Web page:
Friday, June 17, 2011

Places We've LIked

America is full of lovely places, and we have been lucky to find many.  As you see the pictures, you’ll probably notice that I enjoy lush greenery.  The dappled light of the eastern hardwood forests is a lovely sight for me. 
We’ve found many spots to visit- some the homes of friends, some RV parks, and some historical places.  And we’re only about one third through the tour.  Who knows what else we’ll find! 

Kentucky has much natural beauty- the limestone outcroppings along the Louisville roadsides, the Japanese dogwoods at the home of friends, the Appalachian arts feel of Berea Kentucky.  A beautiful state, and I didn’t even include any of the grandeur of bluegrass horse farms in Kentucky. 
Butterfly shaped bench outside the Berea College handicrafts building in Berea, KY . Students  at Berea all learn trades  as well as attend classes. 
Japanese dogwood- found at the home of our friends Ken and Cheryl Rich in Williamstown, KY. 

The rail fence on this public park in Berea, KY  is reminiscent of the Abraham Lincoln homestead in Kentucky.

Alabama has many charms, but none as compelling as the home of our new friends, the Ross family, just outside of Huntsville. Their 300 acre farm had just had the hay baled, and their gracious home sheltered us for three very hot days. 

 Hay has just been baled on the Ross farm outside Huntsville, Alabama.

Joe enjoys a cool airconditioned workspace on the sunporch at the Ross farm's home.

Asheboro, North Carolina was our headquarters for four days as it was a central hub for four ball games- in Greensboro, Winston-Salem, Durham and Kannapolis.  Just south of Asheboro we found one of the two remaining covered bridges in North Carolina.  Beautifully restored and without any commercialism, it was a serene and lovely picnic site.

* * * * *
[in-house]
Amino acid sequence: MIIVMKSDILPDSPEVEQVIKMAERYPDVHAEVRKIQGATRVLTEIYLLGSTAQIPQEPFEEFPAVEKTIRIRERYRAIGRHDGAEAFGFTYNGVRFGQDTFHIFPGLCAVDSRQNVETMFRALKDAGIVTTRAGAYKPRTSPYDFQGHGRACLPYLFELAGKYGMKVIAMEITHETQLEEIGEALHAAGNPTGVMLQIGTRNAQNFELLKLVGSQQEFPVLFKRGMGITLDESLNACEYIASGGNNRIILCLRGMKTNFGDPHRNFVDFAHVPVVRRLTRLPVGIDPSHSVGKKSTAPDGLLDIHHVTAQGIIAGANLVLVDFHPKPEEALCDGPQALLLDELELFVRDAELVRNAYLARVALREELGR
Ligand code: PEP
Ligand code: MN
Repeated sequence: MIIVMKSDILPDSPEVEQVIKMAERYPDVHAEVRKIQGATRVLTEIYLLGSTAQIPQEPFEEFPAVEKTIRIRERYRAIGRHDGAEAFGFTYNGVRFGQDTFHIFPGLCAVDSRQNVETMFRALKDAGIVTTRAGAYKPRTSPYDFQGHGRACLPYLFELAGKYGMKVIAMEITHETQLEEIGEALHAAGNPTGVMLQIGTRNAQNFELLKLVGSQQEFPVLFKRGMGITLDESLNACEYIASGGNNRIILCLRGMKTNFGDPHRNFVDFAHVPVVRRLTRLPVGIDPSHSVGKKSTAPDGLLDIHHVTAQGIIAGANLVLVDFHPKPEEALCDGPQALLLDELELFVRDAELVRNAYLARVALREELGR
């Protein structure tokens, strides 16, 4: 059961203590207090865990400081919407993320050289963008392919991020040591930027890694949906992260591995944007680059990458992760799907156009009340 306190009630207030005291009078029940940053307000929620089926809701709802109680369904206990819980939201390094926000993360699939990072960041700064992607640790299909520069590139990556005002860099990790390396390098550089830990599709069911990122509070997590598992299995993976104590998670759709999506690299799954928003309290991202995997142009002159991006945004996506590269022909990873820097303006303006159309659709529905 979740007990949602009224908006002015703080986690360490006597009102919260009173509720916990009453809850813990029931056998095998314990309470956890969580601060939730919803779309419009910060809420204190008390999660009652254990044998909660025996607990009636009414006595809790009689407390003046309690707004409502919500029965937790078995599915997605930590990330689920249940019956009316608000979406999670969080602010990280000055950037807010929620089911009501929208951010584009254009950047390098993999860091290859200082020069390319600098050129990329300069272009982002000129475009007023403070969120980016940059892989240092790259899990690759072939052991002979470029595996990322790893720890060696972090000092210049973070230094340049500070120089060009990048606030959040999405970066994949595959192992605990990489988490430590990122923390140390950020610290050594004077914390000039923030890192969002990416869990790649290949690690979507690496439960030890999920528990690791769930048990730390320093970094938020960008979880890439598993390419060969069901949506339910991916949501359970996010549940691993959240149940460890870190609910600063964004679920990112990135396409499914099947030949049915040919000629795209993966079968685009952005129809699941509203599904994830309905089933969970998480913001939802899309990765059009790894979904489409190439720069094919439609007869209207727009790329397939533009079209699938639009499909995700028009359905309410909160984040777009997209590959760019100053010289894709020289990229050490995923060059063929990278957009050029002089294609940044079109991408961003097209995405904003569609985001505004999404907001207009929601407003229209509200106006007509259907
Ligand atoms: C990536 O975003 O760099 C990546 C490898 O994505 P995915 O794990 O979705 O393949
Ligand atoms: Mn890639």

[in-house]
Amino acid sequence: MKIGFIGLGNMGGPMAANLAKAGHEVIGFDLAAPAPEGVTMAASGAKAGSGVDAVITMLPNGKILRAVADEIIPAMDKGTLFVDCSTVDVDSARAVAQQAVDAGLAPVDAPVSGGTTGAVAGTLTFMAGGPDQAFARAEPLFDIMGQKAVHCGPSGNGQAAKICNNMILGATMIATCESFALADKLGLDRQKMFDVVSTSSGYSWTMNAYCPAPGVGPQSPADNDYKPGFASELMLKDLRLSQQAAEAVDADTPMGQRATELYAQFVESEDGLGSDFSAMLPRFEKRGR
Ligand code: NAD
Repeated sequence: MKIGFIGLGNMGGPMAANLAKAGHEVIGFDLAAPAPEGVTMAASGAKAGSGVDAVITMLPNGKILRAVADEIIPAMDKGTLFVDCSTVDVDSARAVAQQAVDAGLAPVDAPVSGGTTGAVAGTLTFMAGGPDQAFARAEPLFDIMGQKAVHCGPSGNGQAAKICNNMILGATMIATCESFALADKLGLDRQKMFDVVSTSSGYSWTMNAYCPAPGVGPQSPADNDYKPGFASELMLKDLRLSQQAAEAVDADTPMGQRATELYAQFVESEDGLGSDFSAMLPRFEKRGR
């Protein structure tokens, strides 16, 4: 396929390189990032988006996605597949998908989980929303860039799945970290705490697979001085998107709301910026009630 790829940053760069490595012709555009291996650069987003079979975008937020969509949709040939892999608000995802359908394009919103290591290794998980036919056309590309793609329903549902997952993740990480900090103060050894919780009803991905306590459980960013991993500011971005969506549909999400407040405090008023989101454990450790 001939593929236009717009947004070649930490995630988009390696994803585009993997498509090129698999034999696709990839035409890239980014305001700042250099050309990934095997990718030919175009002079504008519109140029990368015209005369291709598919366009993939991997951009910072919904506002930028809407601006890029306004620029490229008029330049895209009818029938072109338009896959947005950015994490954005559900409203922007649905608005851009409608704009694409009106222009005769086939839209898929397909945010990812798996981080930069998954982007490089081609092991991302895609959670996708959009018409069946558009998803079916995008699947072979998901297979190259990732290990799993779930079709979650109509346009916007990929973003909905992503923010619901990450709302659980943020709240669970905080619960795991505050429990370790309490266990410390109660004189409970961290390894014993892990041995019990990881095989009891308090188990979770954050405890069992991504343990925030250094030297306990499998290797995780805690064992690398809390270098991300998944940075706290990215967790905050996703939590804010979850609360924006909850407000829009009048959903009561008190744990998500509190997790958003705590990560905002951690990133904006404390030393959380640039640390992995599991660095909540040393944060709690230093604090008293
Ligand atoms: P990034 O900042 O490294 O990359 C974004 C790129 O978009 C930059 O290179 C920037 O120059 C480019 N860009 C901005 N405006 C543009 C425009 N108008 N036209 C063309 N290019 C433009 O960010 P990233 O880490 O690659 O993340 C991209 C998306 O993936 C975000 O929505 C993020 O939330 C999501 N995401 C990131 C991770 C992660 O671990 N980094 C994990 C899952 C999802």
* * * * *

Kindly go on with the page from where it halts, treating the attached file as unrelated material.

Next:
Pisgah Covered Bridge.

Interior of the Pisgah Covered Bridge, south of Asheboro, NC.

Bridge on the walkway of the trail near Pisgah Covered Bridge. 

Summer cookhouse of the McLean home at Appomatox. 

Virginia is for lovers, as the tourism motto goes-- and that goes for lovers of history and lush landscaping as well. We were able to visit the beautifully restored village of Appomattox Court House, where Robert E. Lee surrendered to Ulysses S. Grant, thus beginning the end of the Civil War and the reunification of the United States. 
The Appomattox Court House area has been restored to original condition of the roads, building and homes. Somehow I can't picture antebellum scenes this tightly groomed, though it's quite pretty.

The desk in the parlor at the McLean House where Grant sat as he presented terms of surrender to Robert E. Lee.

Interior of a slave cabin behind the McLean home in Appomatox Court House, VA.
Dining Room of the McLean house, where Lee surrendered to Grant, which began the end of the Civil War.

Lastly, we recently stayed at the Lynchburg RV Park in Gladys, VA, and had no idea an RV park could be so pretty.  Our site was lakeside, yet nestled among the trees. Scenic yet private. What more could we ask? There's no place like home, especially if it's a home that rolls through beautiful scenery!

View from our bedroom window!

My cozy bunk, nestled in the woods.  Ahhh.

1 comment:

  1. Hi Bonnie! I went to college and then lived in Lynchburg from 1971 to 1986! A lovely and friendly place. I loved thinking of you guys there.

    Susan Bowers